When I am in a really poor mood, I can't do my work, I keep to myself, and I pretty much just hibernate in my room. When I am just in a generally bad mood, I will still go out with my friends, but my temper is shortened, I don't participate in conversations, and I kinda space out. When I'm in a good mood, I'm all ready to go out, have fun, and laugh all the time. Now if my friends and I could just get all our moods together on the same day, that would be nicer... I guess I don't really work to "change" my mood. You have to be wanting to change it, and when I'm in a really poor mood, it's just easier to retreat into that and do nothing; there seems to be something comfortable about it. I find that going out with my friends does seem to lighten my mood - someone always says something funny or stupid, and then I have to laugh.
Name:  Kristina Davis
Username:  kdavis
Subject:  depression
Date:  2002-04-12 15:57:00
Message Id:  1798
I find that when I am in a bad mood or depressed, I tend to do my work faster. Although, if I'm anxious then I can't do any work at all. I thought this week's presentation was very interesting because of the multimedia aspects. Professor Grobstein presented depression in a different way than I expected. I had anticipated that we would hear a lecture about linical depression, so it was a refreshing change.
Name:  Meghan Lammie
Username:  meggums@hotmail.com
Subject:  Exercise and Health
Date:  2002-04-12 16:51:39
Message Id:  1799
I know that exercise is a wonderful part of everyday life, which can be incorporated in many different ways. I think that exercise can be anything: from walking long distances (like walking downtown and back) to doing a defined physical activity, like playing a sport, doing an exercise tape, etc. Since life is so busy, however, I try to do little things. Sometimes I take the stairs instead of the elevator, stretch after getting up, and try to maintain a "non-sedentary" mindset. This leads to an awareness of the body, which means, I think, that I can "exercise" anytime of the day, no matter where I am, in order to clear my head, or to concentrate better on what I am doing. And I've found that this increased consciousness has helped me to feel a bit more energetic about life in general.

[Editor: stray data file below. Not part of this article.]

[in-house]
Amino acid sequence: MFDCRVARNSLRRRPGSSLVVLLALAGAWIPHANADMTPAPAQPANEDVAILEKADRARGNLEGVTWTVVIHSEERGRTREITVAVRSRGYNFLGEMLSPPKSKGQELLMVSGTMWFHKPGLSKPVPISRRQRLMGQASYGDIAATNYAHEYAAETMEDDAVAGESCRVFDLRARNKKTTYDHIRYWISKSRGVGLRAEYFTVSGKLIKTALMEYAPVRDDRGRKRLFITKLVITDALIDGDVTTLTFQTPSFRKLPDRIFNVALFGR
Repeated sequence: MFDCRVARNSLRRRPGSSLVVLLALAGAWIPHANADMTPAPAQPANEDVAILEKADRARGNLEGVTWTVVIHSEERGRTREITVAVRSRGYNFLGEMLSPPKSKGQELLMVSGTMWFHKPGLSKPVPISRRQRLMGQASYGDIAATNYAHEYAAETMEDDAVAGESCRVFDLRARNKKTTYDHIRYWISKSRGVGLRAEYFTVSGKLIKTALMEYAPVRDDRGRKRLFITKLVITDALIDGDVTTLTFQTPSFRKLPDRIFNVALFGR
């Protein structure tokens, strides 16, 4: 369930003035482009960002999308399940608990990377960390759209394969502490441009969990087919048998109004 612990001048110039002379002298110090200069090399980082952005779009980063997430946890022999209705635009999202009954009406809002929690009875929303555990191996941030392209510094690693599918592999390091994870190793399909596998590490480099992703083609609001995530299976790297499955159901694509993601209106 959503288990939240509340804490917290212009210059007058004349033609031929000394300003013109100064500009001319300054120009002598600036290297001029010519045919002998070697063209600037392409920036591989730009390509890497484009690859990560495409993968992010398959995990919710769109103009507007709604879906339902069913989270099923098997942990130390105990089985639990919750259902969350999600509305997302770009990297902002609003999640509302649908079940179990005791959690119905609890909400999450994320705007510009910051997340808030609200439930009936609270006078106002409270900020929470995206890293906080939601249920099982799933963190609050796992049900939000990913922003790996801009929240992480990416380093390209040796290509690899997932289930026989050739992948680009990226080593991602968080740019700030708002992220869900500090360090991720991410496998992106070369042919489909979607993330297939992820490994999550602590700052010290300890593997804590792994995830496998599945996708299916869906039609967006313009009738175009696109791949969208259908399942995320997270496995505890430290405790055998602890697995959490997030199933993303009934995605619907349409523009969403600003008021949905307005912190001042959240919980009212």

Name:  Meghan
Username:  meggums@hotmail.com
Subject:  Depression
Date:  2002-04-12 16:59:43
Message Id:  1800
I enjoyed the manner in which Prof. Grobstein presented "depression," in the sense that he made a distinction between the medical model and the bio-neurological model of "mood variation." I would have liked to have seen a little more "clinical" depression explained, however, especially in conjunction with the Headache Seminar presented by Dr.Kerson at the beginning of the semester, and the Anxiety talk given a couple of weeks ago. That said, depression is a very big part of our society, and I think it is something that hits just about everyone at one time or another. When I am depressed, while it's never severe, I definitely feel incapable of doing anything.
Name:  Shanze
Username:  smunir@brynmawr.edu
Subject:  mood disorders
Date:  2002-04-12 22:14:12
Message Id:  1801
From my experience, I think ones mood plays a very important role in ones performance. If I'm in a bad mood, I don't like to work, i don't like talking to or seeing people as they get on my nerve, and I basically think very negatively of life. On the other hand, the reverse is true when i'm in a good mood. To change my mood, I just need to get away from people and things and be alone for awhile or just sleep. Then, hopefully I get into a better mood.